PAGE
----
Sat. How fair the tribune speaks to calm my pd branna If ever Bassianus, Caesar's son, Were gracious in the eyes of royal Rome,

Keep then this passage to the Capitol,
And suffer not dishonour to approach

Bas. Marcus Andronicus, so I do affy
The imperial seat, to virtne cousecrate,

In thy uprightness and integrity,
To justice, continence, and nobility:

And so I love and honour thee and thice,
But let desert iv pure election shine;

Thy noble brother Titus, and his sons,
And, Romans, fight for freedom in your choice!

And her, to whom my thoughts are humbled all,
Enter Marcus ANDRONICUS, aloft, with the crown.

Gracious Lavinia, Rome's rich ornament,
Mar. Princes, that strive by factions, and by And to my fortunes, and the people's favour,

That I will here dismiss my loving friends;
Ambitiously for rule and empery,

Commit my cause in balance to be weigh’d.
Know, that the people of Rome, for whom we stand

(Exeunt the Followers of Bassianus. A special party, have, by common voice,

Sat. Friends, that have been thus forward in my In election for the Roman empery,

right, Chosen Audronicus, surnamed Pius,

Į thank you all, and here dismiss


For many good and great deserts to Rome; And to the love and favour of my country
A nobler man, a braver warrior,

Commit myself, my person, and the cause!
Lives not this day within the city walls :

(Exeunt the Followers of Saturninus. He by the senate is accited liome,

Pome, be as just and gracious unto me,


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As I am confident and kind to thee!

Tit. Patient yourself, madam, and pardon me! Be CE Open the gates, and let me in!

These are their brethren, whom you Goths beheld And Bas. Tribunes! and me, a poor competitor! Alive, and dead; and for their brethren slain,

Tit [Sat, and Bas, go into the Capitol, and ex- Religiously they ask a sacrifice:

Than eunt with Senators, Marcus, etc. To this your son is mark'd; and die he must, Wha: To appease their groaning shadows that are gone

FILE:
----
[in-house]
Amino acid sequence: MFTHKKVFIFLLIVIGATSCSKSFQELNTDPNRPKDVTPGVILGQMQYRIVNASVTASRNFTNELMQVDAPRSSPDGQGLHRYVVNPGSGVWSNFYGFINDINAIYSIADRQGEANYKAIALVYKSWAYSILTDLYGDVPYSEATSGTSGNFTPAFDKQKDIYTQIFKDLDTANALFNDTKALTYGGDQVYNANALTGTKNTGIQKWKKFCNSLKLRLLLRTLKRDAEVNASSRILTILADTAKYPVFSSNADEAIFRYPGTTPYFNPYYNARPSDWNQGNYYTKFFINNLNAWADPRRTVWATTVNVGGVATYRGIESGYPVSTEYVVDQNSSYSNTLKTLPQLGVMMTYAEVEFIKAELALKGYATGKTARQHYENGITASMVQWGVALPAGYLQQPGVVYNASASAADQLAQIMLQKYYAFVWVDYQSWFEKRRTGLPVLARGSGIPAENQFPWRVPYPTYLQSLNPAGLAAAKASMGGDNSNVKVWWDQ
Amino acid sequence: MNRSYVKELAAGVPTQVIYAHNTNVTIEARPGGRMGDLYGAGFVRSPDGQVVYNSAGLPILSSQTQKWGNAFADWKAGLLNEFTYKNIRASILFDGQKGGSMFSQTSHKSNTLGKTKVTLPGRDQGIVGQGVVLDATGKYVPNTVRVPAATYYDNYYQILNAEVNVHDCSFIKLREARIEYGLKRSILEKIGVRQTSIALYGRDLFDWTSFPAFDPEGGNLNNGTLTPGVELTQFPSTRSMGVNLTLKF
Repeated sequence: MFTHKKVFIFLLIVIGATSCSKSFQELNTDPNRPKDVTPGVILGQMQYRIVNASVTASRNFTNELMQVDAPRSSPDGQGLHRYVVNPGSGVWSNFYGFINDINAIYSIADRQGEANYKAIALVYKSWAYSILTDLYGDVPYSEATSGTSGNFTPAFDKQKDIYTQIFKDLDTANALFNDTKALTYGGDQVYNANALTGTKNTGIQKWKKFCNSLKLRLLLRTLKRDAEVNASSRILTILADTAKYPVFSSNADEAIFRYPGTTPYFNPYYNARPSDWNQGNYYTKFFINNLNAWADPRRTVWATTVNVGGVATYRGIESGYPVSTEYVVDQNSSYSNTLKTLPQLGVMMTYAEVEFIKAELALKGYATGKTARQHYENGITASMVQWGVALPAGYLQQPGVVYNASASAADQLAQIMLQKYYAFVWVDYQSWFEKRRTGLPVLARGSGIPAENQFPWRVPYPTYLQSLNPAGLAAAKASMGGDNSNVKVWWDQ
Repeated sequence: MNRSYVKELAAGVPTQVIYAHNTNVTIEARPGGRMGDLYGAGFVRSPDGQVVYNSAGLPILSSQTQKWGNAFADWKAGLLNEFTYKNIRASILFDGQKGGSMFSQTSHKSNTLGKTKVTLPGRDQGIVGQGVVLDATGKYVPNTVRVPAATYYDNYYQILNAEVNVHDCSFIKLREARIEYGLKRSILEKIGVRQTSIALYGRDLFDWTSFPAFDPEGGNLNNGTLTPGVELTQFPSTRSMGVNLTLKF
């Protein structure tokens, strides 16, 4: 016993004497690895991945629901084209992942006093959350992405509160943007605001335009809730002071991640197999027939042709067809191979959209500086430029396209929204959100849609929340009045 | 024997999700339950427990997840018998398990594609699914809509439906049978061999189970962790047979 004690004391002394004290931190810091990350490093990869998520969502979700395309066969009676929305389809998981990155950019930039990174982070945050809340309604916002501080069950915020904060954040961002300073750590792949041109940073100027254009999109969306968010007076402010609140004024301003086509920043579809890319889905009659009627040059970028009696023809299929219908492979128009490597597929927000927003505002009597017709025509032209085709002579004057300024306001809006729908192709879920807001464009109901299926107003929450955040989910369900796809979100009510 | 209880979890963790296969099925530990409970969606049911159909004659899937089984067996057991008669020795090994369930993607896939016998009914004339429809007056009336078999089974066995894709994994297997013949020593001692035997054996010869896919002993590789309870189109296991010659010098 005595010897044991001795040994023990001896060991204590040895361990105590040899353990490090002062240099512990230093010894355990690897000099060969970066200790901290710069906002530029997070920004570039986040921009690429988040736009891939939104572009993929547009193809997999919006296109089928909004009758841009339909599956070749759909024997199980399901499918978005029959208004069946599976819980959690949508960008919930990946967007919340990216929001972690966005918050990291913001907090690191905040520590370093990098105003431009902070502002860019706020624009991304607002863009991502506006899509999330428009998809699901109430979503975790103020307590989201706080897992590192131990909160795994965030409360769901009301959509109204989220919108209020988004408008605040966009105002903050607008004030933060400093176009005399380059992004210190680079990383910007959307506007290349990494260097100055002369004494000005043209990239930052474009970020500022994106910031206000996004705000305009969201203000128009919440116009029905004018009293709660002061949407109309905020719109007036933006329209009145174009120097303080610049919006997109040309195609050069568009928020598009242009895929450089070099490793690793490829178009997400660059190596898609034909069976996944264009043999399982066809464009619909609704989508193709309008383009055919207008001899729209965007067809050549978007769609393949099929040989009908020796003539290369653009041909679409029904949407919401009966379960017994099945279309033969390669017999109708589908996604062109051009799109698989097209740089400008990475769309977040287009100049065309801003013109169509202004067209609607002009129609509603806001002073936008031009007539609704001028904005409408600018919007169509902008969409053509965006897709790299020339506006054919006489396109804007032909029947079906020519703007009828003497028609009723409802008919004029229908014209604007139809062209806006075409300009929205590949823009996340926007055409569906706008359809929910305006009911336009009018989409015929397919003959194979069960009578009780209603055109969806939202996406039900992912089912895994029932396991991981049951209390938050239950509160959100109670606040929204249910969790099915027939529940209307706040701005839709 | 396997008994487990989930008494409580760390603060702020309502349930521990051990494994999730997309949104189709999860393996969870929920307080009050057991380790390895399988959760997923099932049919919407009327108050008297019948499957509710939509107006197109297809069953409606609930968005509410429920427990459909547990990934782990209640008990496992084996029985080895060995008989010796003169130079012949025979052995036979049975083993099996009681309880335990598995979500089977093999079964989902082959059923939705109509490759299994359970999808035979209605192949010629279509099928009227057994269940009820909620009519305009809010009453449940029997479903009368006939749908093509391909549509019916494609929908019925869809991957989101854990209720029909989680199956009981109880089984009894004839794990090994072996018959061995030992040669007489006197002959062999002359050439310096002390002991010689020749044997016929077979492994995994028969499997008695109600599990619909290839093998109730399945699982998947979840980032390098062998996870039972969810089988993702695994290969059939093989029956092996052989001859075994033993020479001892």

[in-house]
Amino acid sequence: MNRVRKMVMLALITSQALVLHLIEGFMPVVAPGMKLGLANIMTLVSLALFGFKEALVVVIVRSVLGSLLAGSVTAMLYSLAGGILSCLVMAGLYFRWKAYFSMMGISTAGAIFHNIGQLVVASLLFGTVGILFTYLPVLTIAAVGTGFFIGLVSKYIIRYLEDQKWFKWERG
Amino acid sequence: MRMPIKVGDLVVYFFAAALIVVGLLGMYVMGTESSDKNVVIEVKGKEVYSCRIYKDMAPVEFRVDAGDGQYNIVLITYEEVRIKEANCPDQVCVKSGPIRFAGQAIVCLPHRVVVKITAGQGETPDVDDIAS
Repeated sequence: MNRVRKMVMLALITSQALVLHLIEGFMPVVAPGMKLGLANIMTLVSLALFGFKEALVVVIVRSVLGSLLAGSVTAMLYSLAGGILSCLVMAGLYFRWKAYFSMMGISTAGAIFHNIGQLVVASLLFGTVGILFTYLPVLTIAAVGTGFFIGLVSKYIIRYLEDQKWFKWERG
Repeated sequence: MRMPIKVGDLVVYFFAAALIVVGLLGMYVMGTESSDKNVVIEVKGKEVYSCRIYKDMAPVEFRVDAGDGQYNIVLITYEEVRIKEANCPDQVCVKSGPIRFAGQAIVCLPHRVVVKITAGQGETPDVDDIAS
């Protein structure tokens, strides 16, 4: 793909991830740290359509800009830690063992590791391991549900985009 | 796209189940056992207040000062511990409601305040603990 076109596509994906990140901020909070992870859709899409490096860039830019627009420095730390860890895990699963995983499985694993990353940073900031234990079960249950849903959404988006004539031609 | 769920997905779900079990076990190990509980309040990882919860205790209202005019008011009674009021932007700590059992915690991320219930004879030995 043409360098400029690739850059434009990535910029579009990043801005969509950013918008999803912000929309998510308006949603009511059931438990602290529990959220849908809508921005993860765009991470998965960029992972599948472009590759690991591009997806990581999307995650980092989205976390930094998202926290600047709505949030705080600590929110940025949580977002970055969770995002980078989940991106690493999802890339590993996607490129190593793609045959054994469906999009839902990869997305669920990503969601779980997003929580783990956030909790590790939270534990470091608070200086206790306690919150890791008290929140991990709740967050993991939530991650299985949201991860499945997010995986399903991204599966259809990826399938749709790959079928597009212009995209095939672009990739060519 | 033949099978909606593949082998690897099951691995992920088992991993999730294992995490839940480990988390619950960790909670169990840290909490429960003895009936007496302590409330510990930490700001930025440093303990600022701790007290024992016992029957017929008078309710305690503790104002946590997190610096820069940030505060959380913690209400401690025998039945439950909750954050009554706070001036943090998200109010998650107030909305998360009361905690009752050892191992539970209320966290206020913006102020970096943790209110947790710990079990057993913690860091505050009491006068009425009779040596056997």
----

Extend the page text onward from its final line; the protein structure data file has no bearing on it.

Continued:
. Be ch SCENE II.-The same.

Luc. Away with him! and make a fire straight; ToEnter a Captain, and Others.

And with our swords, upon a pile of wood, Cap. Romans, make way! The good Andronicus, Let's hew his limbs, till they be clean consum'd! Romo Patron of virtue, Rome's best champion,

[Exeunt Lucius, Quintus, Martius, and Mutius, Apd 1 Successful in the battles that he fights,

with Alarbus.

And With honour and with fortune is return’d,

Tam. O cruel, irreligious piety!

Knig! From where he circumscribed with his sword, Chi. Was ever Scythia half so barbarons ? And brought to yoke, the enemies of Rome! Dem. Oppose not Scythia to ambitious Rome. Flourish of trumpets, etc. Enter Mutius and Mar- Alarbus goes to rest; and we survive tius: after them, two Men bearing a coffin co- To tremble voder Titus' threatening look.

Cprig vered with black ; then Quintus und Lucius. After Then, madam, stand resolv'd! but hope withal, them, Titus Andronicus; and then Tamora, with The self-same gods, that arm’d the queen

dar. Alarbus, Chiron, Demetrius, Aaron, and otlrer With opportunity of sharp revenge Goths, prisoners; Soldiers and People, following. Upon the Thracian tyrant in his tent, The Bearers set down the coffin, and Tirus speaks. May favour Tamora, the queen of Goths, Tit. Hail, Rome, victorious in thy mourning weeds! (When Goths were Goths, and Tamora was queen,

Tills Lo, as the bark, that hath discharg'd her fraught, To quit the bloody wrongs upon her foes. Returns with precious lading to the bay,

Re-enter Lucius, Quintus, Maktics, and Vetits, From whence at first she weigh'd her anchorage,

with their swords bloody. Cometh Andronicus, bound with laurel boughs, Luc. Sce, lord and father, how we have perform'd To re-salute his country with his tears!

Our Roman rites! Alarbus' limbs are lopp'd, Tears of true joy for his return to Rome! And entrails feed the sacrificing fire, Thou great defender of this Capitol,

Whose smoke, like incense, doth perfume the sky. Bus Stand gracious to the rites that we intend !. Remaineth nought, but to inter our brethren, Bri Romans, of five and twenty valiant sons,

And with loud 'larums welcome them to Rome. Half of the number that king Priam had,

Tic. Let it be so, and let Andronicus Behold the poor remains, alive, and dead ! Make this his latest farewell to their souls!

Ort These, that survive, let Rome reward with love;

[Trumpets sounded, and the coffins laid in T. These, that I bring unto their latest home,

the tomb.

Tas With burial amongst their ancestors :